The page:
The U.S. Is Preparing an Outsourced Invasion of Haiti

                                On Oct. 2, the United Nations Security Council authorized yet another armed intervention in Haiti. This new effort, aimed at breaking the stranglehold of paramilitary-style gangs in Haiti’s capital of Port-au-Prince, will not be an official U.N. peacekeeping mission. Instead, it is being organized and funded directly by the United States, with 1,000 police officers from Kenya slated to take the lead on the ground.

The mission is nominally being undertaken at the request of the government of Haiti’s de facto president, Ariel Henry, who was neither elected nor officially appointed to any position in the government. Henry, a leader in the anti-Aristide coalition in the buildup to the 2004 coup, had been nominated as prime minister—the No. 2 position in the Haitian government—by then-President Jovenel Moïse days before Moïse was assassinated in his home in July 2021.

He was never ratified by Haiti’s parliament because there was no parliament to ratify him—Moïse had let every legislator’s term lapse by refusing to organize elections. There are, in fact, no elected officials in Haiti at all as of right now. Henry assumed the acting presidency after Moïse’s assassination at the direction of what is known as the Core Group, which includes representatives of the United States, the U.N., and other powerful countries. As chaotic and brutal as the situation on the ground is, every intervention in Haiti in the past has done little but make things worse.

Kenya’s High Court is expected to rule on whether the mission can proceed on Thursday. If approved, it will be the seventh U.S.-sponsored intervention into Haiti since the country won its independence from France in 1804. The biggest and longest was the brutal U.S. Occupation of Haiti (that was its official name) that began in 1915 and ended in 1934. The most recent direct U.S. invasion came in 2004; the initial U.S.-led force was replaced, at Washington’s request, by a U.N. peacekeeping mission that remained until 2019. During that period, the United States also sent more than 22,000 troops and an aircraft carrier group, the USS Carl Vinson, to Haiti to maintain security and prevent a migrant exodus after the catastrophic 2010 earthquake.

A historic photograph of U.S. Marines marching in front of palm trees.A historic photograph of U.S. Marines marching in front of palm trees.

U.S. Marines march in Haiti, circa 1934. Bettmann Archive/via Getty Images

In all, the U.S. military and its proxies have been in Haiti for at least 41 of the last 108 years, always in the name of securing peace, political stability, and human rights—and never actually succeeding in doing so.

Yet the only lesson Washington seems to have learned in that time has been to outsource as much of the dirty work as possible. For a 1994 U.S. invasion dubbed Operation Uphold Democracy, aimed at restoring recently overthrown President Jean-Bertrand Aristide to power, then-U.S. President Bill Clinton got a U.N. Security Council authorization and assembled a nominally multilateral security force consisting mostly of Americans along with a handful of troops largely from Caribbean nations to handle the expected cleanup.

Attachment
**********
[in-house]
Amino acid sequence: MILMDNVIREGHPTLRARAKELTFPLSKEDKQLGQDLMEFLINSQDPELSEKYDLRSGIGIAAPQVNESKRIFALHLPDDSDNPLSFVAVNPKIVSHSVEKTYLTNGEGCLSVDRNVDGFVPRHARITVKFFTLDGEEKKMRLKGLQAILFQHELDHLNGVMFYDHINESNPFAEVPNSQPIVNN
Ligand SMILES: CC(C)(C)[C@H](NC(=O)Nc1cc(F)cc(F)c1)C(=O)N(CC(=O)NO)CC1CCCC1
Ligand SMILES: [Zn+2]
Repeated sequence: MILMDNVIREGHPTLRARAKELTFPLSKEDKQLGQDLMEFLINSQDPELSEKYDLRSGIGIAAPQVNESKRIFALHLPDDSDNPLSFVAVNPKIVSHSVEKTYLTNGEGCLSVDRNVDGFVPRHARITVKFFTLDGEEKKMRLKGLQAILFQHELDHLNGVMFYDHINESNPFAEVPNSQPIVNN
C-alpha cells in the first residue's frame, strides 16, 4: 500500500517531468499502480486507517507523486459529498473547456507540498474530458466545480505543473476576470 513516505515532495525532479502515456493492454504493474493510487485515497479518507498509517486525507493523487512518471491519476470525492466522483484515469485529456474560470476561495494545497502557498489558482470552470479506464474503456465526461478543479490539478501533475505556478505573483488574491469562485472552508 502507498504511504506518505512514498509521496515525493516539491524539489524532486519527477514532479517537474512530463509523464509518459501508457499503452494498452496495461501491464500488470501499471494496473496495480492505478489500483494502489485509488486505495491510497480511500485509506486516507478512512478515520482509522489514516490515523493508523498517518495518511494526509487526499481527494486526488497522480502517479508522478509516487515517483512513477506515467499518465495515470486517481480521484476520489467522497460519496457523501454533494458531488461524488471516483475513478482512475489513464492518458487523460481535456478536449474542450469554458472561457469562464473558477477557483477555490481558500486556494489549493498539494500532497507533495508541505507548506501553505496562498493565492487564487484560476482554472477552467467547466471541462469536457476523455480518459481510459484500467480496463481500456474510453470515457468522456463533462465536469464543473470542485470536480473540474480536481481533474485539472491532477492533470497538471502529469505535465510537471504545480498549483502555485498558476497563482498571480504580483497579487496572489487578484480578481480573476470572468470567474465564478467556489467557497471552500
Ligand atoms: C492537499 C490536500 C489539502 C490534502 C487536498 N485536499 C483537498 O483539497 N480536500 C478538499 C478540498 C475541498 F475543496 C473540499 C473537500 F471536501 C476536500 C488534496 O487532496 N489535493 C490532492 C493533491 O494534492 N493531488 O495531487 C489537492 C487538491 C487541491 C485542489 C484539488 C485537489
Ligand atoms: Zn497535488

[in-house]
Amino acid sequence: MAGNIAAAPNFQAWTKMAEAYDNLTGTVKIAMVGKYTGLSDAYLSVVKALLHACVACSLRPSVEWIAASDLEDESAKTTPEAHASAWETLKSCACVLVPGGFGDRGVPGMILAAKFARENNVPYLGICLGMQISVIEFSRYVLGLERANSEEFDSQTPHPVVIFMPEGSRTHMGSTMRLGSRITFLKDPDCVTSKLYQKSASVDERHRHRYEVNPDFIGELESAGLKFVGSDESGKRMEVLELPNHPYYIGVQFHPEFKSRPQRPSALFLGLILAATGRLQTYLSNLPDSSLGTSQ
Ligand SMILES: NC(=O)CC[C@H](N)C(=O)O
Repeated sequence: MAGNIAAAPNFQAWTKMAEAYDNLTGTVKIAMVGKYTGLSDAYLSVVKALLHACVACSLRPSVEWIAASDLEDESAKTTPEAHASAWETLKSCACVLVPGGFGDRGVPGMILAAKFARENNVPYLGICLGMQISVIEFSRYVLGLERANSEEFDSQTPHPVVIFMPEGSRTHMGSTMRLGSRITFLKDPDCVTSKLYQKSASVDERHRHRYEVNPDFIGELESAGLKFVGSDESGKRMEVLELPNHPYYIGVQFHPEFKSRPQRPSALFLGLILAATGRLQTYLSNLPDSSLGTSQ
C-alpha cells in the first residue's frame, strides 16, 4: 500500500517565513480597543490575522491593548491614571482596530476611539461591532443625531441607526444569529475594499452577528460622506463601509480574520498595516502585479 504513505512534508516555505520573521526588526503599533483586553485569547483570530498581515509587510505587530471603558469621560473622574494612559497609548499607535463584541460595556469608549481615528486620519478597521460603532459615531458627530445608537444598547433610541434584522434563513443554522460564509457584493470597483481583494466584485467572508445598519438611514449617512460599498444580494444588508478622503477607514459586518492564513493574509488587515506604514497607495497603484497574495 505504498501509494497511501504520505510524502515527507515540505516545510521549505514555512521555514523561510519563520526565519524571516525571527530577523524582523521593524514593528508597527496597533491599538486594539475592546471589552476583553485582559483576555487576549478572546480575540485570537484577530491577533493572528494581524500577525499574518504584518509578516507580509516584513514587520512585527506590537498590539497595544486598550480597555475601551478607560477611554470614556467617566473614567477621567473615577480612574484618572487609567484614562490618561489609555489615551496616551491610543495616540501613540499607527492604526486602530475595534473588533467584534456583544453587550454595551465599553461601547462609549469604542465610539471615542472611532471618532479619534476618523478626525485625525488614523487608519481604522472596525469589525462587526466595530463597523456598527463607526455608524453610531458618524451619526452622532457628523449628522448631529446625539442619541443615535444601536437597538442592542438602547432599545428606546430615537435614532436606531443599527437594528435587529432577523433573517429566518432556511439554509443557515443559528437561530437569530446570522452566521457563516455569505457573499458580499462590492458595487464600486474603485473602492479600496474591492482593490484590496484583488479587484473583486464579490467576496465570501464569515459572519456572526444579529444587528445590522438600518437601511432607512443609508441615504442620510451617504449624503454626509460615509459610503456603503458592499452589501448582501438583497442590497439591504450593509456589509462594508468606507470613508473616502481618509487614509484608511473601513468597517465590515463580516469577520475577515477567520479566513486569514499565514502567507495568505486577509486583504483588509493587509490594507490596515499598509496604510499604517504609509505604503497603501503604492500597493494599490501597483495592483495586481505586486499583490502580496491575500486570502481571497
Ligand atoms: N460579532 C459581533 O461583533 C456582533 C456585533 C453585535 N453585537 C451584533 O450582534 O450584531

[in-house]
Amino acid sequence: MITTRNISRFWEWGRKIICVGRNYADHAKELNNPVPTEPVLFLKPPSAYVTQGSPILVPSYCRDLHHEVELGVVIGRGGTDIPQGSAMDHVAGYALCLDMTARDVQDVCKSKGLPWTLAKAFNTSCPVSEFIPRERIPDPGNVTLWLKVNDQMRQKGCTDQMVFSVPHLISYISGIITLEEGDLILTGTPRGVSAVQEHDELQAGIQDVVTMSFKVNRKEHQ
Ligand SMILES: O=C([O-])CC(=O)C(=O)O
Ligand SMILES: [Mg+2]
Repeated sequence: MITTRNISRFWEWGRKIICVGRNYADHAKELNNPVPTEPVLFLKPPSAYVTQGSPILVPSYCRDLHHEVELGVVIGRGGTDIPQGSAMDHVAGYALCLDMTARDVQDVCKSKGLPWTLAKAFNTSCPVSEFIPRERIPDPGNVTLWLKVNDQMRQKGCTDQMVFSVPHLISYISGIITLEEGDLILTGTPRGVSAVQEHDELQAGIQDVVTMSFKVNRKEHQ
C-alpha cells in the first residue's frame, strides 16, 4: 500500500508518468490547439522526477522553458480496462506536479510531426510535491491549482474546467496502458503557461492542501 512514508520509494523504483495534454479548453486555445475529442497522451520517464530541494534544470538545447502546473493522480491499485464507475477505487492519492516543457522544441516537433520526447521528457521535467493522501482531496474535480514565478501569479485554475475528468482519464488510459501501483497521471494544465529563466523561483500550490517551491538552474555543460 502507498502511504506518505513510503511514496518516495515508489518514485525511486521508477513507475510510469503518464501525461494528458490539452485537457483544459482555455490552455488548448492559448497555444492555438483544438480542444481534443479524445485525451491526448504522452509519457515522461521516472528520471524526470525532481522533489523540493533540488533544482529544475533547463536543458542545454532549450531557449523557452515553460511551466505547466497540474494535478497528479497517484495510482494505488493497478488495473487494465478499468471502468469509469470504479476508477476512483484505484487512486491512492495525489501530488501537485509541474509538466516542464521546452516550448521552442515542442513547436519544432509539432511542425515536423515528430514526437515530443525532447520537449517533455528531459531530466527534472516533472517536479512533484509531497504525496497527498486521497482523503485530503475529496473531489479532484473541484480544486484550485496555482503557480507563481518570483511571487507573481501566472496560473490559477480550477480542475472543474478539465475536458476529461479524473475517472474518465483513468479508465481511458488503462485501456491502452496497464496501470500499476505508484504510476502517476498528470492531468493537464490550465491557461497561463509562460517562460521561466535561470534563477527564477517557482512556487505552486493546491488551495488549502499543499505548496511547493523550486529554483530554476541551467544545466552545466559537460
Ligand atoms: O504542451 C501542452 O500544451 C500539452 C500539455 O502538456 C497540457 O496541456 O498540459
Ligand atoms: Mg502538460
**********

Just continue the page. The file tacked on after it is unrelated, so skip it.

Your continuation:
The next U.S. intervention, in 2004, was meant to stabilize the unrest brought on by another successful coup against Aristide, carried out by groups with ties to the George W. Bush administration. This time, the invasion itself was multinational, with French, Chilean, and Canadian troops arriving alongside the U.S. Army and Marines. Months later, the force was replaced by the U.N. Stabilization Mission in Haiti—known in French by the acronym Minustah—led by the Brazilian army. After two years, it managed to set up new, relatively fair presidential elections. But the forces remained for another 15, as mission creep set in and political stability remained out of reach.

Minustah was explicit outsourcing on the United States’ part; the U.S. Government Accountability Office (GAO) used it as a cost model for outsourcing foreign interventions. “Conducting a U.S. operation similar to MINUSTAH would cost the United States about 7.5 times as much as its official contribution to the UN for that mission,” GAO analysts noted in a 2006 report, in part because “it would be subject to higher operational standards.” Those lower operational standards were evident: Minustah is best known for killing civilians, crushing political protests, fathering and abandoning children with Haitian women, and starting and trying to cover up its role in a deadly cholera epidemic that is still killing Haitians to this day.

The newest mission takes outsourcing to a new level. While it was approved under Chapter 7 of the U.N. Charter (“action with respect to threats to the peace, breaches of the peace, and acts of aggression”), it will not be the responsibility of the U.N. Department of Peace Operations. Instead, it is being dubbed a Multinational Security Support (MSS) mission, which seems to be an entirely novel term. It will have a “lead nation”—Kenya—as well as troops from other nations: Jamaica, the Bahamas, and tiny Antigua and Barbuda, to start.

The “breaches of the peace” in Haiti are being committed by paramilitary criminal gangs that dominate the capital, Port-au-Prince, and other cities. María Isabel Salvador, the U.N. special envoy for Haiti, told the Security Council that she receives daily reports of murders, rapes, and kidnappings. In October, heavily armed men wearing police uniforms abducted the head of the High Transitional Council, a government body charged in part with organizing the first elections in Haiti since 2016.

A citizen vigilante movement known as “Bwa Kale” has attacked the gangs, with at least 395 alleged gang members lynched across all 10 of Haiti’s departments, Salvador said. Some observers have noted that it may become a gang in itself. (“Bwa Kale” is literally Haitian Creole for “bare wood,” or, figuratively, an erection; it is used in slang to mean “no mercy.”)

This terror has all but paralyzed the capital. With parents unable to work or shop, the number of children suffering from “severe wasting”—the most lethal type of malnutrition—has risen 30 percent to more than 115,000 in the last year, according to UNICEF.

The armed mission’s costs, according to the U.N., “will be borne by voluntary contributions and support from individual Member States and regional organizations”—principally the United States, which has already pledged $100 million for “logistics, including intelligence, airlift, communications and medical support,” The Associated Press reported.